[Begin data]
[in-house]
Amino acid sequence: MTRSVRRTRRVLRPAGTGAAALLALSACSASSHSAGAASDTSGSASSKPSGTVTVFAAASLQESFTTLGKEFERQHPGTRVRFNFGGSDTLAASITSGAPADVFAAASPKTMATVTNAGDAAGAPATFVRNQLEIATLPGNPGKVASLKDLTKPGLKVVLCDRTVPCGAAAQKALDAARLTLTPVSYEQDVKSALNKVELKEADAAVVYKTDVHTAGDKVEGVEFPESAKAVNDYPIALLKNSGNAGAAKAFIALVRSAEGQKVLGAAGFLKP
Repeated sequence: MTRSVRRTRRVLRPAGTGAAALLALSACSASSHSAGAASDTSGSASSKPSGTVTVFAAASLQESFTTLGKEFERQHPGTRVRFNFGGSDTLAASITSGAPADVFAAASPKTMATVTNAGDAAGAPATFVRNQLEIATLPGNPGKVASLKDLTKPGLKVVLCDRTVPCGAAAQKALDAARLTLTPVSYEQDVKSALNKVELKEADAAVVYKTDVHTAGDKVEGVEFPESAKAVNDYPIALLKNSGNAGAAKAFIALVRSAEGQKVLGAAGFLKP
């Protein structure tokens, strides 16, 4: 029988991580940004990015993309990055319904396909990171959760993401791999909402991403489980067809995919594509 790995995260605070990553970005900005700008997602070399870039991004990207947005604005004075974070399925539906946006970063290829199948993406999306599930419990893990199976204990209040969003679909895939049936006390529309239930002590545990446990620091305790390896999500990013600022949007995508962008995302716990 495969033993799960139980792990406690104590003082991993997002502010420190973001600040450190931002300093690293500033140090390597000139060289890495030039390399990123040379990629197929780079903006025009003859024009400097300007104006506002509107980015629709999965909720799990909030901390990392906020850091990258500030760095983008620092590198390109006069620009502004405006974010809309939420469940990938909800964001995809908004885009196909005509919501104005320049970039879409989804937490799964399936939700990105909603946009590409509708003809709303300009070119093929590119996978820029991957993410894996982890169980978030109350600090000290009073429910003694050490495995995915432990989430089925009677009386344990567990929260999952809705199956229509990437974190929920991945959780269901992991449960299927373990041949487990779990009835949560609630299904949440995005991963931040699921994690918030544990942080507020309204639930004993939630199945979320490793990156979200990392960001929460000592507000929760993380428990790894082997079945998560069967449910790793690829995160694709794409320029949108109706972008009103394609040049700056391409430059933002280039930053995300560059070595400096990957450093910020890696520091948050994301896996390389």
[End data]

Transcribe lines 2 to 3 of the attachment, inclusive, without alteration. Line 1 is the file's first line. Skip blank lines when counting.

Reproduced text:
Amino acid sequence: MTRSVRRTRRVLRPAGTGAAALLALSACSASSHSAGAASDTSGSASSKPSGTVTVFAAASLQESFTTLGKEFERQHPGTRVRFNFGGSDTLAASITSGAPADVFAAASPKTMATVTNAGDAAGAPATFVRNQLEIATLPGNPGKVASLKDLTKPGLKVVLCDRTVPCGAAAQKALDAARLTLTPVSYEQDVKSALNKVELKEADAAVVYKTDVHTAGDKVEGVEFPESAKAVNDYPIALLKNSGNAGAAKAFIALVRSAEGQKVLGAAGFLKP
Repeated sequence: MTRSVRRTRRVLRPAGTGAAALLALSACSASSHSAGAASDTSGSASSKPSGTVTVFAAASLQESFTTLGKEFERQHPGTRVRFNFGGSDTLAASITSGAPADVFAAASPKTMATVTNAGDAAGAPATFVRNQLEIATLPGNPGKVASLKDLTKPGLKVVLCDRTVPCGAAAQKALDAARLTLTPVSYEQDVKSALNKVELKEADAAVVYKTDVHTAGDKVEGVEFPESAKAVNDYPIALLKNSGNAGAAKAFIALVRSAEGQKVLGAAGFLKP